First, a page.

Yet even just concentrating on the idea of a modern Ponti would be an oversight, like trying to translate/belie the untranslatable, boundless material- isation of his thoughts. Because wanting to “psycho- analyse” Ponti signifies getting lost in a labyrinth of ideas, intuitions, professions, attitudes and aspirations. You inquire about the architect and you find the designer; you inquire about the designer and you find the painter; you inquire about the painter and you find the writer; you inquire about the writer and you find the mystic; you inquire about the mystic and you find the architect again... A virtuous circle without end, where it is impossible to distinguish between his roles, between the five, six, seven, nine, eleven Gio Pontis that cohabited in the same individual. But not like in the famous Jules Feiffer cartoon where different schizo- phrenic personalities are obscure enemies of one another. Rather, the many Gio Pontis were just as many cheerful men, each intently focused on his own work, but ready to exchange ideas, opinions and especially experiences with the others. This might be the secret, a possible logical explication of the indescribable, gigantic variety of projects, buildings, objects, initiatives, writings, exhibitions and collaborations that he prod- uced in almost 70 years of work. This is why the short essays and pictures that appear on these pages refer to just one part of the many lives of Gio Ponti, the one that is still present and contemporary as his concrete or intellectual heritage. It is our small attempt to contribute to the Borges-like life-size encyclopaedia that maybe one day will start to appear in the sky or in some other infinite extension of space, and actually resemble Ponti himself.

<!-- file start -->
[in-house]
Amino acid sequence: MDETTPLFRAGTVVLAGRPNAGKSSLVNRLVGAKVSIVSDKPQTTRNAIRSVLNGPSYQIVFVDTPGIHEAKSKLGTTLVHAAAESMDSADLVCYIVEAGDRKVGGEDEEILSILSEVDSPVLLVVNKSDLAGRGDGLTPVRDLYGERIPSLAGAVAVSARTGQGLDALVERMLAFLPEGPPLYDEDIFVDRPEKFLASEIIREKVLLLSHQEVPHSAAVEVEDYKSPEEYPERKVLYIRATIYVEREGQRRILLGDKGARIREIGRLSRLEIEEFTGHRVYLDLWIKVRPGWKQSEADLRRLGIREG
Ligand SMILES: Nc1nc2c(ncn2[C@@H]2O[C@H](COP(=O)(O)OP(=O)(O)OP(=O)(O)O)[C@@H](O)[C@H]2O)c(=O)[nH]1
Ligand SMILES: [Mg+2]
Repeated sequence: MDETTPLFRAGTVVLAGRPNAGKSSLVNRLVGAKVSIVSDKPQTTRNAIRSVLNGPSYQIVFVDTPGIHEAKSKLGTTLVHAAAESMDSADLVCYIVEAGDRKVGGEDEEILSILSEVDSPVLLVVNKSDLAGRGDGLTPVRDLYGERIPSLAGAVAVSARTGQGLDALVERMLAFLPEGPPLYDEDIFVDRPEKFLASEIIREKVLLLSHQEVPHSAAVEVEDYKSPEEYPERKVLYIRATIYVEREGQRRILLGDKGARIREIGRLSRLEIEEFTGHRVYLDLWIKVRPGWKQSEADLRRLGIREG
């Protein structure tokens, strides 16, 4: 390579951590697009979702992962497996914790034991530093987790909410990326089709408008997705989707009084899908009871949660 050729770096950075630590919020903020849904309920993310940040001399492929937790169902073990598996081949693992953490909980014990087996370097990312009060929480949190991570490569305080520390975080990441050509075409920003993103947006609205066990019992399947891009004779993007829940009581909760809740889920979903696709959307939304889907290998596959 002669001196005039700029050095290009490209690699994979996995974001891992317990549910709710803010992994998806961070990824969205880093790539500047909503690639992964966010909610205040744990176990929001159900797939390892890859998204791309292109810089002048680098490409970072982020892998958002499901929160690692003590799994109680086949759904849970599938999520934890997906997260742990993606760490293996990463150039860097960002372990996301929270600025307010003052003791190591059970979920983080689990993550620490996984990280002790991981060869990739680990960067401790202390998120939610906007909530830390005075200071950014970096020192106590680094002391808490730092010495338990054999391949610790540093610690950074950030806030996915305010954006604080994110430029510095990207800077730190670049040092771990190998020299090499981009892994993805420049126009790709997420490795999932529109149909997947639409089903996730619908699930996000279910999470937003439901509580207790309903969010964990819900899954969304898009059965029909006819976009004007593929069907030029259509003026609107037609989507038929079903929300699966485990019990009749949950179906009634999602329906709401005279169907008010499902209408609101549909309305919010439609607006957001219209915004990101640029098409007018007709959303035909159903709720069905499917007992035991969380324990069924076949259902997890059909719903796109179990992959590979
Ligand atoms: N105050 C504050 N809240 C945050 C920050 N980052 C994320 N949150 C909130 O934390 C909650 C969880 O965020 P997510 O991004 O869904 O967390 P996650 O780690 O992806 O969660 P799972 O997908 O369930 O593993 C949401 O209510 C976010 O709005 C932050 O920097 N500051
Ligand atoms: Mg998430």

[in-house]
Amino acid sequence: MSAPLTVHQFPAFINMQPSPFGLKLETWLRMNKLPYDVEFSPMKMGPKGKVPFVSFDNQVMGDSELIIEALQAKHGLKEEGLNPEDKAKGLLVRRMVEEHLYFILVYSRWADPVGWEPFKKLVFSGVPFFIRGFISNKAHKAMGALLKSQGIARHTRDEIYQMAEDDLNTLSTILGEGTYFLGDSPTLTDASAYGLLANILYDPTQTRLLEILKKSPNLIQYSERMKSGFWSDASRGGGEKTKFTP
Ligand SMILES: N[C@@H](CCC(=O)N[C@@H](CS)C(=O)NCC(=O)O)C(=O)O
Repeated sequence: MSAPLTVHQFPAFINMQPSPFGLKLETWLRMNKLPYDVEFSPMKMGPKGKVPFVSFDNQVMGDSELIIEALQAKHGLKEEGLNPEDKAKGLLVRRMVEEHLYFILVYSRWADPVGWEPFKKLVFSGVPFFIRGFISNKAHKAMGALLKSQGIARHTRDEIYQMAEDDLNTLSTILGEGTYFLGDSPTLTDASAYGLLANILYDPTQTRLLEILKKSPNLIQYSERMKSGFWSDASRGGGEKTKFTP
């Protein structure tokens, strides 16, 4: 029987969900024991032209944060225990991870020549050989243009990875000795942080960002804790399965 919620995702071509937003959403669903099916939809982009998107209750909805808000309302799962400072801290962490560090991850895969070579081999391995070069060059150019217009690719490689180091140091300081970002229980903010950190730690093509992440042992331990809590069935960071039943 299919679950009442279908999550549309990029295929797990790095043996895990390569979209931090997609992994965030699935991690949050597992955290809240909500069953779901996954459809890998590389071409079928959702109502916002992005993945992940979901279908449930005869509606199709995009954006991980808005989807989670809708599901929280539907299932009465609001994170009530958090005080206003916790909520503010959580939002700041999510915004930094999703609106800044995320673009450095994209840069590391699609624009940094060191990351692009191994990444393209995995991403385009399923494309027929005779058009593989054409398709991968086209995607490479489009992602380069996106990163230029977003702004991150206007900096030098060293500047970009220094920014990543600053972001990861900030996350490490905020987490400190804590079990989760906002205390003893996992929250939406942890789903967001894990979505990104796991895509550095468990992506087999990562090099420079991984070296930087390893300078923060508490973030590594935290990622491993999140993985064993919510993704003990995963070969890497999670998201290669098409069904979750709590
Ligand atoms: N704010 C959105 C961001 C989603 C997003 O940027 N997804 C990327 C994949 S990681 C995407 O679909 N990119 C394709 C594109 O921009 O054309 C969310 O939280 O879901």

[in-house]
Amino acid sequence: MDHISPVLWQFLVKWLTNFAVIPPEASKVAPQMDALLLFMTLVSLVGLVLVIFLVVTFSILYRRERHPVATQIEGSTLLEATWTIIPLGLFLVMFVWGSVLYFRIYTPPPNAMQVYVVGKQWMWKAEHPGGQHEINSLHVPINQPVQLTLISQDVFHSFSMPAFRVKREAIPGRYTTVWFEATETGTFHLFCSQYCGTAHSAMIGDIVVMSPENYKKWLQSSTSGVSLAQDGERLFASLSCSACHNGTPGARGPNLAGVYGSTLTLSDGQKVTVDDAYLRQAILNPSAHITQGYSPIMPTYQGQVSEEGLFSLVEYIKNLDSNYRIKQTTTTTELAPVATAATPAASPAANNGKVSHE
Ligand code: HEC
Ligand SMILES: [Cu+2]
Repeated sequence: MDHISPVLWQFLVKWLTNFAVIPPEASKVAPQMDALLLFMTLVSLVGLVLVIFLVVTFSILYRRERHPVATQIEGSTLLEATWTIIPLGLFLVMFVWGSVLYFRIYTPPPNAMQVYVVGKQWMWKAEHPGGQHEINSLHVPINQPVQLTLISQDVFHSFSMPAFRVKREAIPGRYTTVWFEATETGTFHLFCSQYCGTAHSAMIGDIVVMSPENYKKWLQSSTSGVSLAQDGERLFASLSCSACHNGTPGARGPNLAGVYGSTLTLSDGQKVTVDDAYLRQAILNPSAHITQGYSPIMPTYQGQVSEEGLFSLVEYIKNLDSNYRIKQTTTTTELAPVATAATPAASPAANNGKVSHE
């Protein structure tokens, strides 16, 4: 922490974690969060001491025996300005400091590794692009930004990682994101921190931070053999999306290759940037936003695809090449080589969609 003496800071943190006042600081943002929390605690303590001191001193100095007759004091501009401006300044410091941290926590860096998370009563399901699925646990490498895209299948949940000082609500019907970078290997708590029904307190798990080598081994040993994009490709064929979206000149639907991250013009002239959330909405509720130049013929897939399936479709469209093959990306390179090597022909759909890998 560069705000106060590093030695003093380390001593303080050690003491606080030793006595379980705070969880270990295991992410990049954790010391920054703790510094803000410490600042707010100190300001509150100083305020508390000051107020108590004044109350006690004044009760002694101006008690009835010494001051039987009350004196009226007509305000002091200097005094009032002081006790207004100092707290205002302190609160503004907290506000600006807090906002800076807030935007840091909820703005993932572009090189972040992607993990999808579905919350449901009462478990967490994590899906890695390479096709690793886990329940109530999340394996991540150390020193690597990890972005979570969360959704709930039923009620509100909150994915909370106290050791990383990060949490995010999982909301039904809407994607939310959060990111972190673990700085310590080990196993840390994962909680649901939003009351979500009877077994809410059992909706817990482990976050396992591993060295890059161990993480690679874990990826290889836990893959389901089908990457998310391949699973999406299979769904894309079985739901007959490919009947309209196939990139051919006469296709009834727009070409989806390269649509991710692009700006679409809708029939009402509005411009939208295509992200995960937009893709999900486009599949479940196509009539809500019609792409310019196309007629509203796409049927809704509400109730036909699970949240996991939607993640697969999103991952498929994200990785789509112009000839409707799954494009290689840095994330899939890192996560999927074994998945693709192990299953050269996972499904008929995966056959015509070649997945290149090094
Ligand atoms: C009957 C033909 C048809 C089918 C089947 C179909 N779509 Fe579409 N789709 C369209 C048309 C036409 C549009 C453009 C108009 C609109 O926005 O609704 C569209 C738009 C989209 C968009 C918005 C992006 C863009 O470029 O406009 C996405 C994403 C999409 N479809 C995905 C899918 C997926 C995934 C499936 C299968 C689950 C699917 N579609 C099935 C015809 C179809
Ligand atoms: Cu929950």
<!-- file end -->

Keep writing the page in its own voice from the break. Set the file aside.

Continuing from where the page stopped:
Stefano Casciani, Francesca Picchi
Entering the realm of Tom Sandberg’s photographic encounter with the Italian Culture Institute in Stockholm is a corporeal experience with skin and scent. Looking at the pictures, the dead-on presence of the architecture emerges through the ghostlike absence of the photograph with temporal displacements reminiscent of the human body’s beauty and decay.